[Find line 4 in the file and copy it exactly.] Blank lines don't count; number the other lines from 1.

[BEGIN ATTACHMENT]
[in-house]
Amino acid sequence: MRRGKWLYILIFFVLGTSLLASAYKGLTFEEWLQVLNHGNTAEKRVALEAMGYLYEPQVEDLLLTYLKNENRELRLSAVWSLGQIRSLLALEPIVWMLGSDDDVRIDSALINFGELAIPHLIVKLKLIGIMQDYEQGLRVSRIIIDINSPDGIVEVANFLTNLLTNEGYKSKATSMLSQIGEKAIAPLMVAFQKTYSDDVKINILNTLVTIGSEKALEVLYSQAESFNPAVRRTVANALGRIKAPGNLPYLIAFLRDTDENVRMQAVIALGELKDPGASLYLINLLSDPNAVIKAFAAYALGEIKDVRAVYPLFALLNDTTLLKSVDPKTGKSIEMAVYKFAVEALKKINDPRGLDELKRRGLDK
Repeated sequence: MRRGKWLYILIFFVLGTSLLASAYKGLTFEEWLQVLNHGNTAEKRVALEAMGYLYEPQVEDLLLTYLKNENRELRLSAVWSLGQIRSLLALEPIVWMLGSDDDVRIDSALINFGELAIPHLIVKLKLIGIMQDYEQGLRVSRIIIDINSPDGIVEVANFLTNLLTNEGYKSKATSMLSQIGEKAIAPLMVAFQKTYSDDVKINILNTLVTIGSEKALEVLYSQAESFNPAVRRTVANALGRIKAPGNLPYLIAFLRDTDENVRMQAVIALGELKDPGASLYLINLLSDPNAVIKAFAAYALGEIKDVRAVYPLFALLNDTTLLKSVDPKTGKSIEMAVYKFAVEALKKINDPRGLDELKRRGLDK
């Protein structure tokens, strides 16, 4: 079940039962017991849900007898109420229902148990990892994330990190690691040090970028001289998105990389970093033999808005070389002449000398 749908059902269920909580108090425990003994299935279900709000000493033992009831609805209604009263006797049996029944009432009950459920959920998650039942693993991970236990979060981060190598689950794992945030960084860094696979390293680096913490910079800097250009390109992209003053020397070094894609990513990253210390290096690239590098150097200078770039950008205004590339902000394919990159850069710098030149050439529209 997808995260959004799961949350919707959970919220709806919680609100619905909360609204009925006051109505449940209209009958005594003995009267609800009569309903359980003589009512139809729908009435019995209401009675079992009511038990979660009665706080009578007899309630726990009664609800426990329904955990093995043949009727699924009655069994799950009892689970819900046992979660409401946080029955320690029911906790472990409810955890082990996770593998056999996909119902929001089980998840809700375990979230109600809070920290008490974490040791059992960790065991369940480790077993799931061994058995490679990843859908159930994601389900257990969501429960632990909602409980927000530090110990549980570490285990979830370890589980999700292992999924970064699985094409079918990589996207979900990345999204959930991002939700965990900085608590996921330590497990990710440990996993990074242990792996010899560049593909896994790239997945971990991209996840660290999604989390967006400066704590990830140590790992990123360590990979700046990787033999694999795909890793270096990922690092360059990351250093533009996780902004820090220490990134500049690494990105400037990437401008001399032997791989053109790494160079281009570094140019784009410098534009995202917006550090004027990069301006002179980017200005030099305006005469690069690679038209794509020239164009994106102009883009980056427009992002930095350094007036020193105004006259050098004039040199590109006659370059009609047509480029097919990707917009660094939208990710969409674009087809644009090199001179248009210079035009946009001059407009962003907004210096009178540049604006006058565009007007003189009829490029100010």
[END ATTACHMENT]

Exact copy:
């Protein structure tokens, strides 16, 4: 079940039962017991849900007898109420229902148990990892994330990190690691040090970028001289998105990389970093033999808005070389002449000398 749908059902269920909580108090425990003994299935279900709000000493033992009831609805209604009263006797049996029944009432009950459920959920998650039942693993991970236990979060981060190598689950794992945030960084860094696979390293680096913490910079800097250009390109992209003053020397070094894609990513990253210390290096690239590098150097200078770039950008205004590339902000394919990159850069710098030149050439529209 997808995260959004799961949350919707959970919220709806919680609100619905909360609204009925006051109505449940209209009958005594003995009267609800009569309903359980003589009512139809729908009435019995209401009675079992009511038990979660009665706080009578007899309630726990009664609800426990329904955990093995043949009727699924009655069994799950009892689970819900046992979660409401946080029955320690029911906790472990409810955890082990996770593998056999996909119902929001089980998840809700375990979230109600809070920290008490974490040791059992960790065991369940480790077993799931061994058995490679990843859908159930994601389900257990969501429960632990909602409980927000530090110990549980570490285990979830370890589980999700292992999924970064699985094409079918990589996207979900990345999204959930991002939700965990900085608590996921330590497990990710440990996993990074242990792996010899560049593909896994790239997945971990991209996840660290999604989390967006400066704590990830140590790992990123360590990979700046990787033999694999795909890793270096990922690092360059990351250093533009996780902004820090220490990134500049690494990105400037990437401008001399032997791989053109790494160079281009570094140019784009410098534009995202917006550090004027990069301006002179980017200005030099305006005469690069690679038209794509020239164009994106102009883009980056427009992002930095350094007036020193105004006259050098004039040199590109006659370059009609047509480029097919990707917009660094939208990710969409674009087809644009090199001179248009210079035009946009001059407009962003907004210096009178540049604006006058565009007007003189009829490029100010």